Animal Info - Black Rhinoceros

(Other Names: Browse Rhinoceros, Hooked-lipped Rhinoceros, Kifaru, Prehensile-lipped Rhinoceros, Rhinocéros Noir, Rinoceronte Negro)

Diceros bicornis

Status: Critically Endangered


Contents

1. Profile (Picture)
2. Tidbits
3. Status and Trends (IUCN Status, Countries Where Currently Found, Population Estimates, History of Distribution, Threats and Reasons for Decline)
4. Data on Biology and Ecology (Weight, Habitat, Age to Maturity, Gestation Period, Birth Season, Birth Rate, Early Development, Dispersal, Maximum Age, Diet, Behavior (Senses, Activity Patterns, Movement, Attitude), Social Organization (Groups, Relations, Mating), Age and Gender Distribution, Density and Range)
5. References


Profile

Pictures: Black Rhino #1 (13 Kb JPEG) (Intl. Rhino Found. 2002); Black Rhino #2 (19 Kb JPEG) (Czech Web Site); Black Rhino #3 (21 Kb JPEG) (Univ. Alaska Mus.)

The black rhino weighs 800 - 1400 kg (1760 - 3080 lb). Its height varies from 1.3 - 1.8 m (4.3 - 5.9'). The black rhino has 2 horns.  Its skin is dark yellow-brown to dark brown or dark gray. The black rhino occurs in a wide variety of habitats, from desert areas in Namibia to wetter forested areas in the highlands of Kenya, to savannas and bushveld areas where the highest densities of black rhino occur. The black rhino is a browser. It prefers leaves, twigs and branches from small acacia’s and other woody shrubs and small trees as well as herbs and legumes. When the weather is hot, the black rhino drinks water daily and must be within walking distance of water. In cooler temperatures it can go without drinking water for up to 5 days if its food is moist. The black rhino’s eyesight is poor, but its hearing is good. Its sense of smell is well developed and is probably the most important of its senses. 

Although its belligerence has been exaggerated, the black rhino is unpredictable and can be a dangerous animal, sometimes charging a disturbing sound or smell. Black rhinos are predominantly solitary, the most commonly observed groups being lone males or adult females with young. Black rhinos that share a part or all or their range exhibit a familiarity with one another instead of the aggression that they exhibit to total strangers. Although at times several bulls may court a female simultaneously without apparent antagonism, serious fights and frequent deaths result from conflicts between males over estrous females. A premating bond develops between the bull and the cow, and the pair remain together during resting and feeding. They sleep in contact with each other.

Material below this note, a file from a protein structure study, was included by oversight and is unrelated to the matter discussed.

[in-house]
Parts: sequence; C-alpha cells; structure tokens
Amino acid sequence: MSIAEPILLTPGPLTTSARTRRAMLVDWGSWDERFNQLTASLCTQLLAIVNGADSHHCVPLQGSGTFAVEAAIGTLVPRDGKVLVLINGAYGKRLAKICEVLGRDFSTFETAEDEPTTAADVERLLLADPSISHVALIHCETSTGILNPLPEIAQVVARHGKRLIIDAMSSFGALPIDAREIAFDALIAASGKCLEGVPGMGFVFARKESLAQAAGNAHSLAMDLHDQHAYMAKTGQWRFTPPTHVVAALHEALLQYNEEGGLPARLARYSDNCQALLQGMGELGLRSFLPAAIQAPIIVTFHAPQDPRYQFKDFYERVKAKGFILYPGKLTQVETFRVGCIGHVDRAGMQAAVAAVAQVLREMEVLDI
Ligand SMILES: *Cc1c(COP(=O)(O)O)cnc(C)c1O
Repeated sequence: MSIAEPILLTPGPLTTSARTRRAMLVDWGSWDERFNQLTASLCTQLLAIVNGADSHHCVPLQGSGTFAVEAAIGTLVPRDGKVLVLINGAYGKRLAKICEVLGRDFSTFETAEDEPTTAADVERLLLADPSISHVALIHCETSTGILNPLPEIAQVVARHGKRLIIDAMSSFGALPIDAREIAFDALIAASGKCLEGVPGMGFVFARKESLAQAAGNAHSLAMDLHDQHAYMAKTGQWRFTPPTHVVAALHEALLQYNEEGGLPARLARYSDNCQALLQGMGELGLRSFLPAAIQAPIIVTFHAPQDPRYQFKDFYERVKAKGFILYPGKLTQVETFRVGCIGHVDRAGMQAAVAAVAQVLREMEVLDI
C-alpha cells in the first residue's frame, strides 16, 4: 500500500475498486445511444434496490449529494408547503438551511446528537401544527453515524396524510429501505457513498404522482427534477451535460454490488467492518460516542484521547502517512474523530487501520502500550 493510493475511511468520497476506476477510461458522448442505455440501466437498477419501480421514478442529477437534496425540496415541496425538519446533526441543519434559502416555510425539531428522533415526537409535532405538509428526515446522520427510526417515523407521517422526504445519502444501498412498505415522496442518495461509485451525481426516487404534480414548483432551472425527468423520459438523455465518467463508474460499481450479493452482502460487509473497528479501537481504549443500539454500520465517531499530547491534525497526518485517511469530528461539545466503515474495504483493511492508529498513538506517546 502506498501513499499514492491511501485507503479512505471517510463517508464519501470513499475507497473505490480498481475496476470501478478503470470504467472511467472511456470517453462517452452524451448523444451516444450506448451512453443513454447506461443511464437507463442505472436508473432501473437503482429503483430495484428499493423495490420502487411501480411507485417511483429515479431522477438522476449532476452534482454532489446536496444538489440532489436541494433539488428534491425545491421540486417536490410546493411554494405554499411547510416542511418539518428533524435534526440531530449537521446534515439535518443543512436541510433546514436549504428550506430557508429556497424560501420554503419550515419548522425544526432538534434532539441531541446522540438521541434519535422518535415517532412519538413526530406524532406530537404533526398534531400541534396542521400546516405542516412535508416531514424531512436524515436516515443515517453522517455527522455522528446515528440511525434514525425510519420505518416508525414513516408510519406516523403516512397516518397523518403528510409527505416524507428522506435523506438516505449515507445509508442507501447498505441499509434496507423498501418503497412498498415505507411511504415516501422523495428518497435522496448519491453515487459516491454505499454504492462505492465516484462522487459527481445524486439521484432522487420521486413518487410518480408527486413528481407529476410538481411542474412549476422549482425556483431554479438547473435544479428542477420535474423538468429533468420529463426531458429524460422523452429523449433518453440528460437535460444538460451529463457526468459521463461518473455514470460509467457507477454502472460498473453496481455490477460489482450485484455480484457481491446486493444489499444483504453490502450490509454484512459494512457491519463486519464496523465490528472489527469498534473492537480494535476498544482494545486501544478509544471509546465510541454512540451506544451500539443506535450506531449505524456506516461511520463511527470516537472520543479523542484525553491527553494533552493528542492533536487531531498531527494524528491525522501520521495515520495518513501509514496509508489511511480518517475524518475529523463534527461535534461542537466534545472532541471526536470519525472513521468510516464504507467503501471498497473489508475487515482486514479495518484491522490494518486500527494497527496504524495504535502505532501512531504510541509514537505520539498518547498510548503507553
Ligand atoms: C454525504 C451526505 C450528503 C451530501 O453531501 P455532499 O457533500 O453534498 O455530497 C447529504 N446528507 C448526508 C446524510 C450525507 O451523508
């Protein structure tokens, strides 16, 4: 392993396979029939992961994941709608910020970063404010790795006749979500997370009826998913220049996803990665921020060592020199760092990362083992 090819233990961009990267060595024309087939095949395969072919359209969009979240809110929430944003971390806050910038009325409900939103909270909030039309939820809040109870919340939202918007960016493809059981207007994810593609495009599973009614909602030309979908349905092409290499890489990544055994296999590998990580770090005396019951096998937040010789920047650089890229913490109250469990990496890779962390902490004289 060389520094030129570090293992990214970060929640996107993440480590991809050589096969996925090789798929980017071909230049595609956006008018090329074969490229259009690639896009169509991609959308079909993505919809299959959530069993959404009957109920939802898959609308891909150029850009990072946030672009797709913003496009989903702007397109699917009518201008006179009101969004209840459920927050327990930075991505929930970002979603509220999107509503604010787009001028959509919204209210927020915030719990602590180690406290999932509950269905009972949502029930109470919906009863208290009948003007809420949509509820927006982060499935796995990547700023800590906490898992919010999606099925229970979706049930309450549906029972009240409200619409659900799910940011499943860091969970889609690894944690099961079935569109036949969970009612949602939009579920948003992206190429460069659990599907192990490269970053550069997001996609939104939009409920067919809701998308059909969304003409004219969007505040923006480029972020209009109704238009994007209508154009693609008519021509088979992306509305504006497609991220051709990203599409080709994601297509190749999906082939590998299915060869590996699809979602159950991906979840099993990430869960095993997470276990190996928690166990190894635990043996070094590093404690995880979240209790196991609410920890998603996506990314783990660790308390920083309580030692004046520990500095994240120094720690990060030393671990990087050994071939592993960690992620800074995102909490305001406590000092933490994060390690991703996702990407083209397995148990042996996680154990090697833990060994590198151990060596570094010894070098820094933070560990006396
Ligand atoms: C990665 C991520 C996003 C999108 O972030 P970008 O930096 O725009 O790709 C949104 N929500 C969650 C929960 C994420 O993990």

The black rhino was formerly found in suitable habitat over most of Africa south of the Sahara, from southwestern Angola across the Cape Province up to East Africa and north, avoiding the Congo Basin and its rain forests, to Somalia and southwestern Ethiopia, then westward along a strip between the Sahara and the Congo and Nigerian forests to the region of Lake Chad. The black rhino population suffered an enormous reduction from a probable several hundred thousand at the start of the 20th century to less than 2,500 by the early 1990s. However, since 1995, black rhino numbers at a continental level have started increasing again. Hunting and clearance of land for settlement and agriculture were the major reasons for the decline of black rhino populations in the 20th century. The situation facing the black rhino is still critical. The demand for rhino horn from Asia (for traditional medicines) and from the Middle East (for dagger handles) persists, and the threat of a return to large-scale poaching is still present. 


Tidbits

*** Africa's two rhino species, the black rhino and the white rhino, are not named for their colors but for the shape of their lips. The black rhino's lips are narrow, and the upper lip is hook-shaped (for browsing leaves). The white rhino's lips are wide and square-shaped (for grazing grass). The Dutch settlers (Boers) of South Africa referred to the rhino with the wide, square-shaped lips with the Dutch word for "wide" - "wijde" to distinguish it from the hooked-lipped rhino. To English-speaking colonists, this sounded like the word "white", and they called it the "white" rhino. Then, to distinguish the other rhino, they called it the "black" rhino.

*** As early as the 8th century AD, Muslim traders were involved in the trade of rhino horn and ivory from the African coast to India and China. Historical sources indicate that demand for rhino horn was significant in the medieval period.

*** In 1990 it was reported that in Guangzhou, China, illegally imported rhino horn sold for US$18,770/kg ($8,530/lb) (Cumming et al. 1990).

*** Black rhinos often have a symbiotic relationship with birds called "oxpeckers" (Buphagus africanus and B. erythrorhynchus). The birds feed on external parasites of the rhinos, and with the birds' more acute eyesight than the rhinos', the birds warn the rhinos of potential danger.

*** Mortal combat between black rhinos, the most recorded for any mammal, results in about 50% of the male black rhinos and 30% of the female black rhinos dying from combat-related wounds (Berger & Cunningham 1998).

*** The record length of a black rhino horn is 1.4 m (4.5') (Nowak 1999).

*** Etymology of the scientific name of the black rhino: the genus name ("Diceros"): "di" = "two" + "ceros" = "horn" (Greek); the species name ("bicornis"): "bi" = "two" + "cornis" = "horn" (Latin) (Intl. Rhino Found. 2005).


Status and Trends

IUCN Status: